Shepherd appears to be a favored occupation in the Bible. Abraham, Jacob, Esau, and Amos were all shepherds. Moses became one while on the run. David was a singing shepherd before he became king. And then we recall the Bethlehem shepherds, the first to hear the news about Jesus’ birth.
The Bible probably values shepherds more than biblical people did. Society despised and often marginalized shepherds. Being a shepherd warranted no fame or glory; the vocation largely garnered public ridicule and humiliation.
So, for Jesus to name himself the “good shepherd” would shock John’s audience. Jesus, in effect, says that he will become the object of ridicule and scorn much as the common shepherds were. As he often does throughout his ministry, Jesus takes conventional wisdom and flips it on its ear.
But here’s another reversal. Shepherds eventually sacrificed their sheep, providing the means through which people could make blood offerings in the Temple and restore their relationship with God. Without the shepherds, there would be no sheep, no means to sacrifice and, ultimately, no restoration of divine relationship.
Jesus, in identifying himself as the good shepherd, says this: “I know my own and my own know me. . . . And I lay down my life for the sheep.” This shepherd is not in the business of leading his sheep to slaughter but saving his sheep from slaughter. He does not allow them to die but dies in their place. This is the most radical reversal of all: The shepherd is sacrificed, not the sheep.

God, thank you for Jesus’ sacrifice, that I may be in relationship with you. Amen.

Pray the Scriptures Using Audio Lectio
Read John 10:11-18

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Lectionary Week
April 16–22, 2018
Scripture Overview

This week’s readings open with a confrontation in Acts between Peter and John and some of the religious leaders. Peter speaks in harsh terms to the leaders, stating that they had killed Jesus; yet by the power of Jesus’ name, a man who could not walk has been healed. By that same name spiritual healing happens as well. The other three passages employ the metaphor of the Good Shepherd. “The Lord is my shepherd,” the psalmist declares, and the shepherd cares for all our needs. In John’s Gospel, Jesus declares that he is the Good Shepherd who lays down his life for his sheep. First John repeats this imagery. Jesus proved his love when he lay down his life for us. If we truly love one another, we also ought to sacrifice in tangible ways.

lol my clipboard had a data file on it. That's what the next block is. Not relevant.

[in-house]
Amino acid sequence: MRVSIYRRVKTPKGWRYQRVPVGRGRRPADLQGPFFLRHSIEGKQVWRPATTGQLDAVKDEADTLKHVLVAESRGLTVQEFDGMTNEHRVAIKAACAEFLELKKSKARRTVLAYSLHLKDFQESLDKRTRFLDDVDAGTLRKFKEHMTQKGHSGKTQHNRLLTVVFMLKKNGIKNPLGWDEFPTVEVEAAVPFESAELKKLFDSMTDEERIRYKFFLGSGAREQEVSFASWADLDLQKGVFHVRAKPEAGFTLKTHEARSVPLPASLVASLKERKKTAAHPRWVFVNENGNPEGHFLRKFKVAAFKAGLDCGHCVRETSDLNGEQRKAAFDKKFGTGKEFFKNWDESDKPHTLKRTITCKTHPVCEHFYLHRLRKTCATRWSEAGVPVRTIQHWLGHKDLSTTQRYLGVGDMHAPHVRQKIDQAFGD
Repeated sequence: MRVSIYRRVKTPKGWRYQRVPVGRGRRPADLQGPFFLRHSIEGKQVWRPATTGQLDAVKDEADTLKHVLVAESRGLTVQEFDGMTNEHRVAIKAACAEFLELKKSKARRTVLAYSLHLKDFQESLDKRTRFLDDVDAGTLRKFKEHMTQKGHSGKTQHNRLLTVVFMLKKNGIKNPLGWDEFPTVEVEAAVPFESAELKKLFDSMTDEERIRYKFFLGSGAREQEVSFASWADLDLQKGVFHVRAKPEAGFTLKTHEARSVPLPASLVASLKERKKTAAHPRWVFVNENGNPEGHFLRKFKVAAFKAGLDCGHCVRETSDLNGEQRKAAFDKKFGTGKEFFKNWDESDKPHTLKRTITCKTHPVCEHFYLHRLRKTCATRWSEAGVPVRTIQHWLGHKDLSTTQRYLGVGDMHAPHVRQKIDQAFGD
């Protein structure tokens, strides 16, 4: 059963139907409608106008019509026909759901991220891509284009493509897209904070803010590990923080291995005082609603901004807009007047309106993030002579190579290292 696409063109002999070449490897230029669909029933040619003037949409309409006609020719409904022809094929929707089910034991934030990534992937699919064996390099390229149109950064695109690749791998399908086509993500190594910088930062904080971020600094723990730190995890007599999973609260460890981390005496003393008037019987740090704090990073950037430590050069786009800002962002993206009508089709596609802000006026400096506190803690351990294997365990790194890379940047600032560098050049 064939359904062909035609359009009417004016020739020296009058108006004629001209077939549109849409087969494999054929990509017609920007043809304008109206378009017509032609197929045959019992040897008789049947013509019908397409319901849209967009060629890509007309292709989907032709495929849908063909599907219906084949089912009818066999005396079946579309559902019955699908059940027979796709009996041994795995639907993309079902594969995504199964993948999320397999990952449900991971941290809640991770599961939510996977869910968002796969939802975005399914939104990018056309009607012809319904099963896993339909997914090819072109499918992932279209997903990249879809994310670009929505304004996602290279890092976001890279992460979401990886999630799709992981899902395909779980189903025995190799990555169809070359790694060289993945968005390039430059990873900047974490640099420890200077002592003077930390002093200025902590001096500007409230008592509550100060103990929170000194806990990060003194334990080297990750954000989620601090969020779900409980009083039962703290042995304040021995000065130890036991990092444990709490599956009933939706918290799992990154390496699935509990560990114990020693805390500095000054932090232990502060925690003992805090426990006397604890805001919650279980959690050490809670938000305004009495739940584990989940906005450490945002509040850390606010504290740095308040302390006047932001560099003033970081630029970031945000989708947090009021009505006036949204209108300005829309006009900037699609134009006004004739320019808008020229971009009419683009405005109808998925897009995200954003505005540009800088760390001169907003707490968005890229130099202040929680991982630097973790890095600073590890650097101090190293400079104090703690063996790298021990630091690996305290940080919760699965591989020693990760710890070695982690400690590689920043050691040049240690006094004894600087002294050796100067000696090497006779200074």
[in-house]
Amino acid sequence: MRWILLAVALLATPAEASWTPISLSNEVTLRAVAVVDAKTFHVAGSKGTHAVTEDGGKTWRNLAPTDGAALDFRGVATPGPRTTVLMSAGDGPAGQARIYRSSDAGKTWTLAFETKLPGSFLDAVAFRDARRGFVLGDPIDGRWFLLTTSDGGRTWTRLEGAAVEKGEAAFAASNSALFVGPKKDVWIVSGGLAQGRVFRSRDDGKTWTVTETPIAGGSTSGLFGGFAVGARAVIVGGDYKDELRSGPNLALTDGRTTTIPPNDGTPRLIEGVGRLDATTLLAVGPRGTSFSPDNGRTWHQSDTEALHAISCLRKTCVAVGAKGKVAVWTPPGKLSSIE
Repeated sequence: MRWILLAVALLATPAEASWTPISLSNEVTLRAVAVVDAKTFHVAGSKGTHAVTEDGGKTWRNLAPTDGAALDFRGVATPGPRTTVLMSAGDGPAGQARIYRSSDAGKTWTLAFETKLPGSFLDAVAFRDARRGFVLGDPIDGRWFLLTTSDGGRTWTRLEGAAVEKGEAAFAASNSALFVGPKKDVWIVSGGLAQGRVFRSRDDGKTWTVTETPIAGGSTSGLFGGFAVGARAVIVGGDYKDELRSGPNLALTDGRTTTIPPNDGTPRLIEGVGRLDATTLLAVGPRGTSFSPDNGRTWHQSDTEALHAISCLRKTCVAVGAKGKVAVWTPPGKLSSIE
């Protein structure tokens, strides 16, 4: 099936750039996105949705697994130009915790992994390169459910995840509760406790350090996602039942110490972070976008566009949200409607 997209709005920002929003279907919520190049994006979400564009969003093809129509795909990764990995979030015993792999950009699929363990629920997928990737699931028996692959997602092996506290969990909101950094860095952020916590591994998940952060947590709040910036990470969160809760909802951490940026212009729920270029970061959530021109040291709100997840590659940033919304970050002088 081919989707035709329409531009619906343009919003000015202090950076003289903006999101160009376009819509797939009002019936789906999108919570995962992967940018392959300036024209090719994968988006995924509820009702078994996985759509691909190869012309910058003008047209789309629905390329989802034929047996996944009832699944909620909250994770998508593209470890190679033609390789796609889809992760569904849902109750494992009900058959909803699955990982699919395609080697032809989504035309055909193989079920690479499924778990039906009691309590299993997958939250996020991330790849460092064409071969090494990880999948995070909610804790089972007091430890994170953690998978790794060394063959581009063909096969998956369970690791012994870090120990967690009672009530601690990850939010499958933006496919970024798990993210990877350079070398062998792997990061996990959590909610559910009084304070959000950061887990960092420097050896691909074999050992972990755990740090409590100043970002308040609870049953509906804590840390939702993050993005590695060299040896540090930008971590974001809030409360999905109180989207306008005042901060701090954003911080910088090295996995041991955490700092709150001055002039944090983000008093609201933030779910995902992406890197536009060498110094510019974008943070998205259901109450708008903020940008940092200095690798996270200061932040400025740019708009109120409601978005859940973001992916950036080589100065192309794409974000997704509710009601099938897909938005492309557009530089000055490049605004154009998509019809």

Questions and Suggestions for Reflection

• Read Psalm 23. How comfortable do you feel about God’s provision for your life? Do you believe you have enough?
• Read Acts 4:5-12. When have you gotten into difficulty for exercising your Christian faith and values? If never, why not?
• Read 1 John 3:16-24. The writer notes that we may find being called sheep unbecoming. He goes on to mention that the epistle of John addresses followers of Christ as “little children.” Would you prefer to be a sheep or a child? Why?
• Read John 10:11-18. Which of your assumptions about God have been turned upside down? How did this come about?

Respond by posting a prayer.

I join many of those who will pray for you as you seek to discern what you are called to be at this moment. May God grant you the courage to fulfill that calling. May we all open our eyes and see the misery, open our ears and hear the cries of God’s people, and, like God through the Lord Jesus Christ, be incarnate amongst them.” 

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